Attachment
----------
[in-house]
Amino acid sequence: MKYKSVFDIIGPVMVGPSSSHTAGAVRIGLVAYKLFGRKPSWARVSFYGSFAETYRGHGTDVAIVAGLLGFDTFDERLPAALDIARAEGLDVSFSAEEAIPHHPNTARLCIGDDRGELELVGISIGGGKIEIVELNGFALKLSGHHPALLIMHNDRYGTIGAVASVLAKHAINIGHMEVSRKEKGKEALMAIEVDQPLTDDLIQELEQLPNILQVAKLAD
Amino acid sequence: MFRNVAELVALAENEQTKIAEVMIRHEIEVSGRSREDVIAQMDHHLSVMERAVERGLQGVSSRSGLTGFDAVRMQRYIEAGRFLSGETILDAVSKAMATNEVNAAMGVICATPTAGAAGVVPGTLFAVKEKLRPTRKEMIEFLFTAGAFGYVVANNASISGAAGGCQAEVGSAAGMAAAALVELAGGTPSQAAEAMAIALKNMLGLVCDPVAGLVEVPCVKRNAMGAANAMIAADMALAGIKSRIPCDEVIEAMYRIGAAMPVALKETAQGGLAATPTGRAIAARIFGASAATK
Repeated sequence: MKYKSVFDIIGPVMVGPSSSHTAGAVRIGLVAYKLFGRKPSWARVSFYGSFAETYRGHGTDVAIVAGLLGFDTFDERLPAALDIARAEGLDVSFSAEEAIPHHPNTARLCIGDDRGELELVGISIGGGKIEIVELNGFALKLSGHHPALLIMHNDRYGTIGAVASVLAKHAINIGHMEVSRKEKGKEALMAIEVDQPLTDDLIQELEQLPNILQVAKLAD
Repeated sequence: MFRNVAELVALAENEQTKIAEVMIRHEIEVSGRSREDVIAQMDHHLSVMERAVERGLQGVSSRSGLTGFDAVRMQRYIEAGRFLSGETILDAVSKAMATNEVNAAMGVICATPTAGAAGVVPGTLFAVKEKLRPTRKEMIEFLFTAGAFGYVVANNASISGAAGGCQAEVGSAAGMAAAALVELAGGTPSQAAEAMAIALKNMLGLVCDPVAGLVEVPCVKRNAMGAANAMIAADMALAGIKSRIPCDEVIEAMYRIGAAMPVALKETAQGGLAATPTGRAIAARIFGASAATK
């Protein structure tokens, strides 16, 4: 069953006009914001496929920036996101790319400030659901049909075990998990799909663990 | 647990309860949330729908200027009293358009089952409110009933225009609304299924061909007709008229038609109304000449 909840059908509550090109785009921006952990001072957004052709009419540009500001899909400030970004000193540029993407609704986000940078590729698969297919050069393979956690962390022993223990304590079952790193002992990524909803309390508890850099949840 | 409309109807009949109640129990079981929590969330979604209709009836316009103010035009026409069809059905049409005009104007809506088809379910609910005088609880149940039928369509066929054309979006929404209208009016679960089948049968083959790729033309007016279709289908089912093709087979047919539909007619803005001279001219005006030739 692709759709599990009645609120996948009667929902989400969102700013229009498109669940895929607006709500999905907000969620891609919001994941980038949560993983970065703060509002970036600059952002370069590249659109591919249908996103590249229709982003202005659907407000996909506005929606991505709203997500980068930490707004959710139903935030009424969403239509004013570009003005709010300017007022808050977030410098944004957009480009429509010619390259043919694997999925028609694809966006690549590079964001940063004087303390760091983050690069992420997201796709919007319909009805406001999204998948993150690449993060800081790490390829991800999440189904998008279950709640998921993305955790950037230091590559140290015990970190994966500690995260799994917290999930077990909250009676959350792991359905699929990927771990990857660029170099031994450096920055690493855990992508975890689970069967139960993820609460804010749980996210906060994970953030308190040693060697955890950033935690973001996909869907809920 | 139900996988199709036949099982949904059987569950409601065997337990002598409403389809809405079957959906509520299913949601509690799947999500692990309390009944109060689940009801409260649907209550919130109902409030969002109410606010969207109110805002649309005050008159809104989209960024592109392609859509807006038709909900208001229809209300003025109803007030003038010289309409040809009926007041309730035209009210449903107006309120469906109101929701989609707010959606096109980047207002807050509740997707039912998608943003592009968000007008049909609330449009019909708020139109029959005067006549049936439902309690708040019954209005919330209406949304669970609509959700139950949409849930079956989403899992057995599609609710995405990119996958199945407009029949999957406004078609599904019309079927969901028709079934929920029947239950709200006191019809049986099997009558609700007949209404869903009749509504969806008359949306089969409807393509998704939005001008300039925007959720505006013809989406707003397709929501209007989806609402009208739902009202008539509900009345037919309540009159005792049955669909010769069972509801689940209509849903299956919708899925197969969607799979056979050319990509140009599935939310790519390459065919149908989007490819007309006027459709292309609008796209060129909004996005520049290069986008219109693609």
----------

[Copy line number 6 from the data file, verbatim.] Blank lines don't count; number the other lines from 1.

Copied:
């Protein structure tokens, strides 16, 4: 069953006009914001496929920036996101790319400030659901049909075990998990799909663990 | 647990309860949330729908200027009293358009089952409110009933225009609304299924061909007709008229038609109304000449 909840059908509550090109785009921006952990001072957004052709009419540009500001899909400030970004000193540029993407609704986000940078590729698969297919050069393979956690962390022993223990304590079952790193002992990524909803309390508890850099949840 | 409309109807009949109640129990079981929590969330979604209709009836316009103010035009026409069809059905049409005009104007809506088809379910609910005088609880149940039928369509066929054309979006929404209208009016679960089948049968083959790729033309007016279709289908089912093709087979047919539909007619803005001279001219005006030739 692709759709599990009645609120996948009667929902989400969102700013229009498109669940895929607006709500999905907000969620891609919001994941980038949560993983970065703060509002970036600059952002370069590249659109591919249908996103590249229709982003202005659907407000996909506005929606991505709203997500980068930490707004959710139903935030009424969403239509004013570009003005709010300017007022808050977030410098944004957009480009429509010619390259043919694997999925028609694809966006690549590079964001940063004087303390760091983050690069992420997201796709919007319909009805406001999204998948993150690449993060800081790490390829991800999440189904998008279950709640998921993305955790950037230091590559140290015990970190994966500690995260799994917290999930077990909250009676959350792991359905699929990927771990990857660029170099031994450096920055690493855990992508975890689970069967139960993820609460804010749980996210906060994970953030308190040693060697955890950033935690973001996909869907809920 | 139900996988199709036949099982949904059987569950409601065997337990002598409403389809809405079957959906509520299913949601509690799947999500692990309390009944109060689940009801409260649907209550919130109902409030969002109410606010969207109110805002649309005050008159809104989209960024592109392609859509807006038709909900208001229809209300003025109803007030003038010289309409040809009926007041309730035209009210449903107006309120469906109101929701989609707010959606096109980047207002807050509740997707039912998608943003592009968000007008049909609330449009019909708020139109029959005067006549049936439902309690708040019954209005919330209406949304669970609509959700139950949409849930079956989403899992057995599609609710995405990119996958199945407009029949999957406004078609599904019309079927969901028709079934929920029947239950709200006191019809049986099997009558609700007949209404869903009749509504969806008359949306089969409807393509998704939005001008300039925007959720505006013809989406707003397709929501209007989806609402009208739902009202008539509900009345037919309540009159005792049955669909010769069972509801689940209509849903299956919708899925197969969607799979056979050319990509140009599935939310790519390459065919149908989007490819007309006027459709292309609008796209060129909004996005520049290069986008219109693609």